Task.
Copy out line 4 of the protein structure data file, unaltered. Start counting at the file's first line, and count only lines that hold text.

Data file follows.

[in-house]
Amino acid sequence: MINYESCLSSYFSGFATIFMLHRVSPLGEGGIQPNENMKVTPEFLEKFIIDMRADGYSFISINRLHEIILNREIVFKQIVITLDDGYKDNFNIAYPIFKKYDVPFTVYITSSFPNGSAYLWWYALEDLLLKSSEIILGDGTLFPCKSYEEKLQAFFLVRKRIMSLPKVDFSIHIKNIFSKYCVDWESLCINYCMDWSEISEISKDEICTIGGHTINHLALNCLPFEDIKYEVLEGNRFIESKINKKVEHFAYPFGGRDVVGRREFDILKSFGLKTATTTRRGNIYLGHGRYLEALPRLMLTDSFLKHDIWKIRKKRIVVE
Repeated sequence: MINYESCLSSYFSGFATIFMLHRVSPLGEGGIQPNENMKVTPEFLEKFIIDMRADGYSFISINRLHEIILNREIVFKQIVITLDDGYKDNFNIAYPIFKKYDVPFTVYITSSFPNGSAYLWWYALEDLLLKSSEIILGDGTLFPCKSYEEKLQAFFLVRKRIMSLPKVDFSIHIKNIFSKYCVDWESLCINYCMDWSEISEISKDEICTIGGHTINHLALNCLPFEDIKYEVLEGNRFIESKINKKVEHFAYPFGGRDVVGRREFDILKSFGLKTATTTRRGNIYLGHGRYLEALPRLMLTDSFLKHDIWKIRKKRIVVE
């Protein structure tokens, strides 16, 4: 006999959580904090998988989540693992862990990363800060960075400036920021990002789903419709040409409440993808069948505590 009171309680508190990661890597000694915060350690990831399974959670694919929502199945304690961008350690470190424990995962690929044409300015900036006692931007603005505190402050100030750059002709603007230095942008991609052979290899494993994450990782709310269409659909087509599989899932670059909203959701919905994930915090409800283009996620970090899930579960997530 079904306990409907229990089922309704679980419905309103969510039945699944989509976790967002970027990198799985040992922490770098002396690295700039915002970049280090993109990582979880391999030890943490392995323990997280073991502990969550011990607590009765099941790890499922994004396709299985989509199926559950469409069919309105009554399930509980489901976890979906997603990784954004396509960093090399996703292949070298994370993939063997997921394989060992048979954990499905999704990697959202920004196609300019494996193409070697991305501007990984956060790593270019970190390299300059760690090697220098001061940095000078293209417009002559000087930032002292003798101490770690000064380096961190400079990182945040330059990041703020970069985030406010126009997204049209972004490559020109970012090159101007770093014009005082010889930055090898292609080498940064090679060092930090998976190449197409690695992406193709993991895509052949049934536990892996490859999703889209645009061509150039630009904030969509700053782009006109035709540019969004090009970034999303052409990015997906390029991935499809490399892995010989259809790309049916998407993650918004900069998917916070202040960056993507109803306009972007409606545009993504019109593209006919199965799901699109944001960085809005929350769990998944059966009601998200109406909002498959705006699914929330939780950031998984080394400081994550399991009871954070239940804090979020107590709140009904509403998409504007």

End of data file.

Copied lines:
């Protein structure tokens, strides 16, 4: 006999959580904090998988989540693992862990990363800060960075400036920021990002789903419709040409409440993808069948505590 009171309680508190990661890597000694915060350690990831399974959670694919929502199945304690961008350690470190424990995962690929044409300015900036006692931007603005505190402050100030750059002709603007230095942008991609052979290899494993994450990782709310269409659909087509599989899932670059909203959701919905994930915090409800283009996620970090899930579960997530 079904306990409907229990089922309704679980419905309103969510039945699944989509976790967002970027990198799985040992922490770098002396690295700039915002970049280090993109990582979880391999030890943490392995323990997280073991502990969550011990607590009765099941790890499922994004396709299985989509199926559950469409069919309105009554399930509980489901976890979906997603990784954004396509960093090399996703292949070298994370993939063997997921394989060992048979954990499905999704990697959202920004196609300019494996193409070697991305501007990984956060790593270019970190390299300059760690090697220098001061940095000078293209417009002559000087930032002292003798101490770690000064380096961190400079990182945040330059990041703020970069985030406010126009997204049209972004490559020109970012090159101007770093014009005082010889930055090898292609080498940064090679060092930090998976190449197409690695992406193709993991895509052949049934536990892996490859999703889209645009061509150039630009904030969509700053782009006109035709540019969004090009970034999303052409990015997906390029991935499809490399892995010989259809790309049916998407993650918004900069998917916070202040960056993507109803306009972007409606545009993504019109593209006919199965799901699109944001960085809005929350769990998944059966009601998200109406909002498959705006699914929330939780950031998984080394400081994550399991009871954070239940804090979020107590709140009904509403998409504007």